Interactive Map of Higher Education Spending Cuts
Earlier this week the Chronicle of Higher Education gave us an interesting interactive map on Higher Education Spending Cuts by States. The data from this map is provided by new data from the University of Washington. Most states have significantly cut spending and that is quite apparent on the map. I bring up this important issue for two very significant reasons. First, it is a good example of an interactive map with relevant data for our industry and second, with spending cuts we have to be much smarter about how we spend our money.
This map is not much different than the hundreds of maps I’ve seen that pull U.S. data and display it in a state by state comparison. But what does stand out is the interesting layout to find out more information on how to use the map. In the top right-hand corner is a question mark, and when you scroll over it, it displays simple 1,2,3 instructions on exactly how to drill into the valuable data on the map and get comparison data from different steps. This interesting approach is a little bit different, and most maps we see are intuitive enough to not need instructions. Although you could understand how to gather information in this interface, this extra help allows you to drill a little deeper and pull state by state comparisons that aren’t instantly obvious.
So I mentioned that data like this shows us how important it is to spend money wisely, but it is also another opportunity to state my case on why an interactive campus map is a vital piece of your institute’s website for recruitment reasons.
From a recruitment standpoint an interactive map allows prospective students to get a taste of a campus visit without having to drive potentially hundreds or thousands of miles to explore your campus in a guided tour. With rising energy and transportation costs it’s simply not realistic to tour as many universities as students have in previous years. A compelling campus tour helps prospective students prioritize your school and makes for more committed visits when they do come.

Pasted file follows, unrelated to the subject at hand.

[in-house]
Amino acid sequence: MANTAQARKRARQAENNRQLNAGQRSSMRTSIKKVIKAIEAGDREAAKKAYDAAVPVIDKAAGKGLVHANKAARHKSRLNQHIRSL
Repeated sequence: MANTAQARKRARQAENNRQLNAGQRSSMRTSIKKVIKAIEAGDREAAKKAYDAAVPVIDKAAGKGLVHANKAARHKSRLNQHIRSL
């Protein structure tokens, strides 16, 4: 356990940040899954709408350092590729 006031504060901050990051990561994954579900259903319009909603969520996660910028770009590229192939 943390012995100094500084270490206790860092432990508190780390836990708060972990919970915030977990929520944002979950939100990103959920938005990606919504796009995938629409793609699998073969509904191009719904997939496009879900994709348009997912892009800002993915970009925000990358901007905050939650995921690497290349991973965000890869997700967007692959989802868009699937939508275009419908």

As compelling as an interactive map is to an institution’s website, the development costs and, in some cases, simply having a developer capable of creating the map can put it out of reach of many institutions. Outsourcing the whole project costs $10,000 as a base price and goes up from there. With outsourcing, don’t even ask for the ability to change things down the road because that will cost additional development time. I’m not saying nuCloud is the first to tackle these issues, but in very cost conscious times it is important to know all the hidden costs.
You can read more information about this data in the University of Washington PDF brief off their website.